The word "clam" can be applied
to freshwater mussels, and other freshwater bivalves,
as well as marine bivalves.
In the United States, "clam" can be used
in several different ways: one, as a general term
covering all bivalve molluscs. The word can also
be used in a more limited sense, to mean bivalves
that burrow in sediment, as opposed to ones that
attach themselves to the substrate (for example
oysters and mussels), or ones that can swim and
are migratory, like scallops. In addition "clam"
can be used in an even more limited sense, to mean
one or more species of commonly consumed marine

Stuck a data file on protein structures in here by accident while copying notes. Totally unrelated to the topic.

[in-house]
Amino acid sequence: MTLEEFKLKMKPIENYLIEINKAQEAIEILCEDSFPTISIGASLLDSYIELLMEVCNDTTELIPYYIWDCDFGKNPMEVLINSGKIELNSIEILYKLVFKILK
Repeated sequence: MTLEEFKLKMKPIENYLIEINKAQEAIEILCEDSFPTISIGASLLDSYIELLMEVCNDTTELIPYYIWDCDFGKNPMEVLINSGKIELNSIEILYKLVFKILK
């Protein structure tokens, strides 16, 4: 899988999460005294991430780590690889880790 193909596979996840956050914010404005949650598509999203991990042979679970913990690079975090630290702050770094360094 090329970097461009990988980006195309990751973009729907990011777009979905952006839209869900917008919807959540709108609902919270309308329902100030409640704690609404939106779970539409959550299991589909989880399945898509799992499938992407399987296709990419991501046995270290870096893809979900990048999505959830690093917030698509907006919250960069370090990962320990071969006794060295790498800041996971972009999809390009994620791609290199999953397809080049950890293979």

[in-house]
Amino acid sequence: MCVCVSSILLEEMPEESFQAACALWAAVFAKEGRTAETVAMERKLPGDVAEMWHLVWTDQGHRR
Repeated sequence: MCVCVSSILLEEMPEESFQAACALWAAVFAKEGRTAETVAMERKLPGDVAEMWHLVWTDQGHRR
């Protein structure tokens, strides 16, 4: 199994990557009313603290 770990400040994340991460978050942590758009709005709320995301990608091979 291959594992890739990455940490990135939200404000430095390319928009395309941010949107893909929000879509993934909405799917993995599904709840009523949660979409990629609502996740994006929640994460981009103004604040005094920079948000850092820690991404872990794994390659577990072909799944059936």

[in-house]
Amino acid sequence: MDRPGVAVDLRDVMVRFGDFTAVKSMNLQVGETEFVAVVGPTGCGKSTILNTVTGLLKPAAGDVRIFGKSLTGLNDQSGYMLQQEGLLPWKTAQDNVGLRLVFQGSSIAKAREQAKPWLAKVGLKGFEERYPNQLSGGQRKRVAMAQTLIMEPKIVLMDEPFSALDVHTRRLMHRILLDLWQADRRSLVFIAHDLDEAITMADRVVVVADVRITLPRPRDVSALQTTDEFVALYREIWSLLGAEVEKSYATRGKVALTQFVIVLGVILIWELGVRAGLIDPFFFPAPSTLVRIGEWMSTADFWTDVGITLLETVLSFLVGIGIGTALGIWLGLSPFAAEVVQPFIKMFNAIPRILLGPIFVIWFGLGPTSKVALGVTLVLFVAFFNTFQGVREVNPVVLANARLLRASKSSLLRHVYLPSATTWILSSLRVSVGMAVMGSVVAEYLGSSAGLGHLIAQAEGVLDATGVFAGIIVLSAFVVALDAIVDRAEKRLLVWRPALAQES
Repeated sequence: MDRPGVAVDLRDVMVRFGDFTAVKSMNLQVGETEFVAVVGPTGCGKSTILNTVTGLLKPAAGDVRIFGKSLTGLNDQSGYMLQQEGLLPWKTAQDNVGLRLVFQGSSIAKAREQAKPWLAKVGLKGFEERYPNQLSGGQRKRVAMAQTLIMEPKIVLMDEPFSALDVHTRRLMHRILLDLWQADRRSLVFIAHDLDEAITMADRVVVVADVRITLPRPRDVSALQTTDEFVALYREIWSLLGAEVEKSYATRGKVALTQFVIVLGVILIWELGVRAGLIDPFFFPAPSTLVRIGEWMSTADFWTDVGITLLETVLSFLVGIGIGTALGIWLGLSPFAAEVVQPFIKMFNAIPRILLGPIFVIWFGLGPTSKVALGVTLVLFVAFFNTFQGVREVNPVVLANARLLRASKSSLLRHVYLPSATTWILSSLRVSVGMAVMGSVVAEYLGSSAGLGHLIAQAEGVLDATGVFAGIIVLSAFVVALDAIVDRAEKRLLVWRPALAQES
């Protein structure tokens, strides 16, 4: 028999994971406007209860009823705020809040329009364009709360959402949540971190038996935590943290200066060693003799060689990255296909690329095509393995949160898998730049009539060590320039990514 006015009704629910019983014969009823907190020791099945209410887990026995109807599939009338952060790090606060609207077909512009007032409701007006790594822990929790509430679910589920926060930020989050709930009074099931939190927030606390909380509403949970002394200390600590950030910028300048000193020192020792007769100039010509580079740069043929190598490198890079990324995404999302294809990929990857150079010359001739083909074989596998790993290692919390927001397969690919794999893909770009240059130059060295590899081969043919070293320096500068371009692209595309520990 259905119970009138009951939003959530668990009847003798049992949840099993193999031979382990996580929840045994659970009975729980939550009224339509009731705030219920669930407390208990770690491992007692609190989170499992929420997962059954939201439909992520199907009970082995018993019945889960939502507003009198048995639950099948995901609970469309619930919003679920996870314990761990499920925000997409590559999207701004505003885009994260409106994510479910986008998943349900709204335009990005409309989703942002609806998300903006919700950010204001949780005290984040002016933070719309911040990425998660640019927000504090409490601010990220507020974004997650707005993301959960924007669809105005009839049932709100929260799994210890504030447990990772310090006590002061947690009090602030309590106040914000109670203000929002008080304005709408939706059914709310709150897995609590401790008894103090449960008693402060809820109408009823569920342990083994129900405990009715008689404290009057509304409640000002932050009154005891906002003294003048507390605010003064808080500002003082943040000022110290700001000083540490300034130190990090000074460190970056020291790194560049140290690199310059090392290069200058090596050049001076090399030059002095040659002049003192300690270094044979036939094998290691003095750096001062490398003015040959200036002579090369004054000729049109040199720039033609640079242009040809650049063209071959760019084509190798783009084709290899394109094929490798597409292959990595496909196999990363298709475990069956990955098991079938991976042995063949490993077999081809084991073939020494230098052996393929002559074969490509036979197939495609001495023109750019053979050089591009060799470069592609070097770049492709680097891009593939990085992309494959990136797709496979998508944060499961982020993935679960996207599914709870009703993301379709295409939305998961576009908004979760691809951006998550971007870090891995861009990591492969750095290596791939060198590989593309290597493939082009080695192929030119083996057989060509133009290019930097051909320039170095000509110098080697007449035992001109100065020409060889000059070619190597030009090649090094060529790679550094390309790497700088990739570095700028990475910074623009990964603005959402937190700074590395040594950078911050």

bivalves, as in the phrase clam chowder, meaning
shellfish soup usually made using the hard clam.
Many edible bivalves have a roughly oval shape;
however, the edible Pacific razor clam has an elongated,
parallel-sided shell, whose shape suggests that
of an old-fashioned straight razor.
In the United Kingdom, "clam" is one of
the common names of various species of marine bivalve
mollusc, but it is not used as a general term to
cover edible clams that burrow, and it is not used
as a general term for all bivalves.
Numerous edible marine bivalve species live buried
in sand or mud, and respire by means of siphons,
which reach to the surface. In the United States,
these clams are collected by "digging for clams"
or clam digging.